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A book by William Ries ’59
Longtime educator William Ries was once told that he must have the easiest job in the world as an elementary school principal. Having spent his work days among students — on the playground, at the bus stop, in the lunchroom — instead of behind a desk, he knew that was not the case. “I wanted my seven grandchildren, and others, to understand the challenges that an elementary school principal faces,” Ries said of his book, which tells his experience as a principal in a light-hearted, inspirational way. “My favorite part of writing was saying pleasant things about many of my fellow principals and other strong staff members. Their dedication to children, staff and parents is admirable,” he added.
A book by Andrea Kiesewetter Hulshult ’00.
Andrea Kiesewetter Hulshult can’t remember a time when she wasn’t writing. With her first novel, Fighting the Fog, she hopes others will also appreciate the beauty of English composition. Highlighting the value of
hope, courage and friendship, it’s a story of a woman, her best friend and the struggles that come after tragedy strikes. “You shouldn’t let the fog of life keep you from living life to its fullest,” Hulshult said. “I hope people take from this book that they, too, can fight through the fog, and I hope it allows them to escape from reality for just a few minutes.”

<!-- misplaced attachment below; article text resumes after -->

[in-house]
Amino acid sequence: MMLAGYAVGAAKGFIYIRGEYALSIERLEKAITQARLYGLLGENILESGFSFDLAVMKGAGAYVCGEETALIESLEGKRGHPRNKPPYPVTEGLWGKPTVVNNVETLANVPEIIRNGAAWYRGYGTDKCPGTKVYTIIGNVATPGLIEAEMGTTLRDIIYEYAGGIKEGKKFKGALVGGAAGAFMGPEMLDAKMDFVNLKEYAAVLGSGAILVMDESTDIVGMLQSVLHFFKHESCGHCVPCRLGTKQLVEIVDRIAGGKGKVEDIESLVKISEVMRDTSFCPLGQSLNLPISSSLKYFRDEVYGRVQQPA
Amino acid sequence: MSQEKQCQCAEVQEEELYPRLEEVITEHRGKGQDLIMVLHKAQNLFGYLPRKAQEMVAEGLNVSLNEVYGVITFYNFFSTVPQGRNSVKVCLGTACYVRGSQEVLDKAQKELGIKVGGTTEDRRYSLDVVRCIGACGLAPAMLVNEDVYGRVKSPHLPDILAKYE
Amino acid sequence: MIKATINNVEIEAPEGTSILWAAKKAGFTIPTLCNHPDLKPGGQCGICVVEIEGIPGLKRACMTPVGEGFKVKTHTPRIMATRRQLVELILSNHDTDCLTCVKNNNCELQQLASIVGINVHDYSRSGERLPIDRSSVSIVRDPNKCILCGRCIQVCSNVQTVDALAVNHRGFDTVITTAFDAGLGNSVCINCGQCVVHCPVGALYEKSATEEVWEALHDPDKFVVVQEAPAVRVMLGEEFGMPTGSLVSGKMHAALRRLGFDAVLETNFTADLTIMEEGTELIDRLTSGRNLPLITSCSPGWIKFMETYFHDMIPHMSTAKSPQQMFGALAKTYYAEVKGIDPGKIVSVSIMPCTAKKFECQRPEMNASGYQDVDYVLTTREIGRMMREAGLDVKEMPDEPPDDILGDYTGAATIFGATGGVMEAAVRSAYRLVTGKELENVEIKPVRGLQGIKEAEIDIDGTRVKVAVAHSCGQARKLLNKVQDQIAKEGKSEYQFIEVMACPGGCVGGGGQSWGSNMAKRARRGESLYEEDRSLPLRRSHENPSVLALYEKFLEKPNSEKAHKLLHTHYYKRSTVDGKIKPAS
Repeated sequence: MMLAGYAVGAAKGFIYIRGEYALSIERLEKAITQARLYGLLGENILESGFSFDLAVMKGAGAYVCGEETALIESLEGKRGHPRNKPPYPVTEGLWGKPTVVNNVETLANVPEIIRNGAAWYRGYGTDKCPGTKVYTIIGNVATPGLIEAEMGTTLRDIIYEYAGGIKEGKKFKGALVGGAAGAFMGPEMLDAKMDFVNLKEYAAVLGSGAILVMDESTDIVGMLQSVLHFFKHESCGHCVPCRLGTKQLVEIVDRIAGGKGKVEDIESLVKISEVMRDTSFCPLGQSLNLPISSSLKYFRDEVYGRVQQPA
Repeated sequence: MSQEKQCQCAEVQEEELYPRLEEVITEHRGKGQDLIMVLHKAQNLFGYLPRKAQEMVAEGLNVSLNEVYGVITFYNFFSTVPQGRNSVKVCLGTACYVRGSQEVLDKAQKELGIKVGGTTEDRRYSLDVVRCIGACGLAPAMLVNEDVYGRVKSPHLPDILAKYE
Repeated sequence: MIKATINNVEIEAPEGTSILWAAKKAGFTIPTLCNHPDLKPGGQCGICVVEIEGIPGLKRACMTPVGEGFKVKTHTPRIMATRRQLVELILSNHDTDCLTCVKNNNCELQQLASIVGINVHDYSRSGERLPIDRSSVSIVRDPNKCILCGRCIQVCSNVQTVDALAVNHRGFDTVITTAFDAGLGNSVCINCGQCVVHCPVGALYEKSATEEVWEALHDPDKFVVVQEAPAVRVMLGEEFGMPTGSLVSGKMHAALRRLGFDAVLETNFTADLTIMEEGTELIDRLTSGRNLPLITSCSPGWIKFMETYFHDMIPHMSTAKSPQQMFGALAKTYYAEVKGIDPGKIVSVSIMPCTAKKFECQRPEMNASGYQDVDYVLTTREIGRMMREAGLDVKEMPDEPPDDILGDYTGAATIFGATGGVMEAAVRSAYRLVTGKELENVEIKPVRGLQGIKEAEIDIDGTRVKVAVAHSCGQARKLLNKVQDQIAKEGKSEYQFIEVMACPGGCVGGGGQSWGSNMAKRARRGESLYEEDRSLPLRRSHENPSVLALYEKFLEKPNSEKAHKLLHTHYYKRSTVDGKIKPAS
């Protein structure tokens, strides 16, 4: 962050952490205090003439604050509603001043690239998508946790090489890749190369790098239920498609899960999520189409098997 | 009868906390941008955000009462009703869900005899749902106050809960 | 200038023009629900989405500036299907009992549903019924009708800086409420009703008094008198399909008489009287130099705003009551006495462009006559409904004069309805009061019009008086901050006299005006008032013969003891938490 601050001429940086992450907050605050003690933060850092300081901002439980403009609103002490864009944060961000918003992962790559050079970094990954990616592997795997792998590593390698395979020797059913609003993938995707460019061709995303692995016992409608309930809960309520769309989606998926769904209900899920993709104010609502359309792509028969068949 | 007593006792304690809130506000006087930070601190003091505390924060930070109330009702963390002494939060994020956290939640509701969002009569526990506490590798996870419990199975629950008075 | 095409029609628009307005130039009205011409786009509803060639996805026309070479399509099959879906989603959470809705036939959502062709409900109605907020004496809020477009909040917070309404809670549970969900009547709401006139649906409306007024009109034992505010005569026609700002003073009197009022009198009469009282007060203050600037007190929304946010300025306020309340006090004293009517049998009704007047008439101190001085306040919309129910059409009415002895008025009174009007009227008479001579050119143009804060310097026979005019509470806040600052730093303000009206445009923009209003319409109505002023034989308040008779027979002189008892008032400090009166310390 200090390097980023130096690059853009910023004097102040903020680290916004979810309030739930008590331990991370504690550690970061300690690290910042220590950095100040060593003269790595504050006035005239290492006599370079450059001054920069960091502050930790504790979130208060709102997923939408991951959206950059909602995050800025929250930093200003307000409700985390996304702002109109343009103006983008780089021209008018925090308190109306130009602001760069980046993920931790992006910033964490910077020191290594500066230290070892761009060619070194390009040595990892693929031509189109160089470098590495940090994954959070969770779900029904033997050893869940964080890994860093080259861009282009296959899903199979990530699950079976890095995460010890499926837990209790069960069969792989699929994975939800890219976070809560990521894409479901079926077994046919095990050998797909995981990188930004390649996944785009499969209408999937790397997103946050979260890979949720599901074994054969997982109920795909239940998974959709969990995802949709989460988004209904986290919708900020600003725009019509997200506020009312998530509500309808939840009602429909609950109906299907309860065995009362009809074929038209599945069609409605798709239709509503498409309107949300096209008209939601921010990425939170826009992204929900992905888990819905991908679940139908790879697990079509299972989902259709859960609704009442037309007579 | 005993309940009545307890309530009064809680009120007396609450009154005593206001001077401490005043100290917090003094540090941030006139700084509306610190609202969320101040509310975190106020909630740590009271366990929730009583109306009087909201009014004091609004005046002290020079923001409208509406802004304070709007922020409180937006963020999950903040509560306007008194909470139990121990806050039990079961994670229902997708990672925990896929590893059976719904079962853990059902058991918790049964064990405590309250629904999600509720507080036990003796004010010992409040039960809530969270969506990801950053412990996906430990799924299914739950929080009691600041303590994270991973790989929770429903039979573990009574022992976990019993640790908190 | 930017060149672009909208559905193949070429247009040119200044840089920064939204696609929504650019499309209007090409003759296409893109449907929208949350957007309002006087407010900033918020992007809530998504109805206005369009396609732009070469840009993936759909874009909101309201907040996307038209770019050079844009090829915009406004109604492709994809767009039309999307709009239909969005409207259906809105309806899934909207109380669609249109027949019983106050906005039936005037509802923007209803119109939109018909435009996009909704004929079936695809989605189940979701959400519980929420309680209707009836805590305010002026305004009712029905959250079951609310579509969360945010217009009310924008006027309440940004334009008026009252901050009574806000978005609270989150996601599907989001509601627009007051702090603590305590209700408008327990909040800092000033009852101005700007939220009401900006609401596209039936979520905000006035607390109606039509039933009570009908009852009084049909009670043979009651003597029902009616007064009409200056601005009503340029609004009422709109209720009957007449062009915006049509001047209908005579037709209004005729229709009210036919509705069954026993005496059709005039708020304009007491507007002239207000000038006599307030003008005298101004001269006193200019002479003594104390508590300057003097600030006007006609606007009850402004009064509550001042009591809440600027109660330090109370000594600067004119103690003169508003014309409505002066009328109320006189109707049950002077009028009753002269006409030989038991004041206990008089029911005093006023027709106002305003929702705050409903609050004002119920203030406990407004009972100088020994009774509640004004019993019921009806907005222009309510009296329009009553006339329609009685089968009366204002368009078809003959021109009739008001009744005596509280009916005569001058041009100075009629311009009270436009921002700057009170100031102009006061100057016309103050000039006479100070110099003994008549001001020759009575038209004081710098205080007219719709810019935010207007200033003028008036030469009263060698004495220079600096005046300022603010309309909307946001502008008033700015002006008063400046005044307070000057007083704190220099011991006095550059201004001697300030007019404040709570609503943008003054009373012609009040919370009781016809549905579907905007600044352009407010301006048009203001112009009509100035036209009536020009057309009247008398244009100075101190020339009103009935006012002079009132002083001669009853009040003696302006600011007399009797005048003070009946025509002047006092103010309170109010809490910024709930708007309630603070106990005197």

A book by Virginia Brabender ’71
A researcher at heart, psychologist Virginia Brabender dove into adoption literature to learn and understand the field before becoming an adoptive parent herself. However, she found herself disappointed when her readings minimally addressed the bond between adoptive parents and children. Brabender worked with
co-editor and fellow adoptive parent April Fallon to develop a book that weaves the experiences of many adoptive families with rich clinical research to engage readers, both lay and professional. “I hope to give a voice to adoptive parents in a way that has not been done before,” she said.
A book by Chris Blewitt ’96
Chris Blewitt has always enjoyed learning about American history; now, he’s written the book on it. The Lost Journal is an educational adventure novel that takes readers on a chase through some of the country’s most
well-known historical sites to uncover their best-kept secrets. “I really enjoy learning about Colonial times and the American Revolution,” Blewitt said. “I visited all the historical places featured in the book, from Philadelphia to Washington, D.C. Those trips, and the actual research, made writing this book very enjoyable.”
A book series by Laura Roecker Stropki ’03 and Lisa Roecker.
Stropki teamed up with her sister, Lisa, to co-write a “book we would have loved reading as young people.” The duo is now three installments into their Liar Society series, which follows 15-year-old Kate and the secrets she uncovers within her posh co-ed private school. “We discovered that it’s not as easy to write a young adult book as it is to read one, but we’re hooked now on the writing process,” Stropki says. Their favorite part? Getting fan mail from girls who have become avid readers because of their books.